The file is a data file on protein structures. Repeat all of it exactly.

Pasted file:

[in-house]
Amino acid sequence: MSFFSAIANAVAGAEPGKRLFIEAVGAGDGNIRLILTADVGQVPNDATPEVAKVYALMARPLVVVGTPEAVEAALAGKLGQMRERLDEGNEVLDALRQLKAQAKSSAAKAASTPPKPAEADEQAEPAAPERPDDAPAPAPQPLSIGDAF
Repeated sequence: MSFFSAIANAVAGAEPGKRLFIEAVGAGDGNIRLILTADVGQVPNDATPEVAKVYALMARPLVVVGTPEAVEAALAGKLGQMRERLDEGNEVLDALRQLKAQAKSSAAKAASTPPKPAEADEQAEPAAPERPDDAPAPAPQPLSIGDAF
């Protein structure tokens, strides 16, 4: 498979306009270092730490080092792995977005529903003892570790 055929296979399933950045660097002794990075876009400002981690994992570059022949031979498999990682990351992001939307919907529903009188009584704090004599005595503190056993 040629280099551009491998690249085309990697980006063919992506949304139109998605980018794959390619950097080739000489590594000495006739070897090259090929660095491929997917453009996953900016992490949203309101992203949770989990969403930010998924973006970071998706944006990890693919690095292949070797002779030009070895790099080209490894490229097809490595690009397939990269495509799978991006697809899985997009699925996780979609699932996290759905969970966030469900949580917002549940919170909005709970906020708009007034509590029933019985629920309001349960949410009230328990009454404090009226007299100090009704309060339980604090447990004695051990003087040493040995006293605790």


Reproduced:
[in-house]
Amino acid sequence: MSFFSAIANAVAGAEPGKRLFIEAVGAGDGNIRLILTADVGQVPNDATPEVAKVYALMARPLVVVGTPEAVEAALAGKLGQMRERLDEGNEVLDALRQLKAQAKSSAAKAASTPPKPAEADEQAEPAAPERPDDAPAPAPQPLSIGDAF
Repeated sequence: MSFFSAIANAVAGAEPGKRLFIEAVGAGDGNIRLILTADVGQVPNDATPEVAKVYALMARPLVVVGTPEAVEAALAGKLGQMRERLDEGNEVLDALRQLKAQAKSSAAKAASTPPKPAEADEQAEPAAPERPDDAPAPAPQPLSIGDAF
């Protein structure tokens, strides 16, 4: 498979306009270092730490080092792995977005529903003892570790 055929296979399933950045660097002794990075876009400002981690994992570059022949031979498999990682990351992001939307919907529903009188009584704090004599005595503190056993 040629280099551009491998690249085309990697980006063919992506949304139109998605980018794959390619950097080739000489590594000495006739070897090259090929660095491929997917453009996953900016992490949203309101992203949770989990969403930010998924973006970071998706944006990890693919690095292949070797002779030009070895790099080209490894490229097809490595690009397939990269495509799978991006697809899985997009699925996780979609699932996290759905969970966030469900949580917002549940919170909005709970906020708009007034509590029933019985629920309001349960949410009230328990009454404090009226007299100090009704309060339980604090447990004695051990003087040493040995006293605790």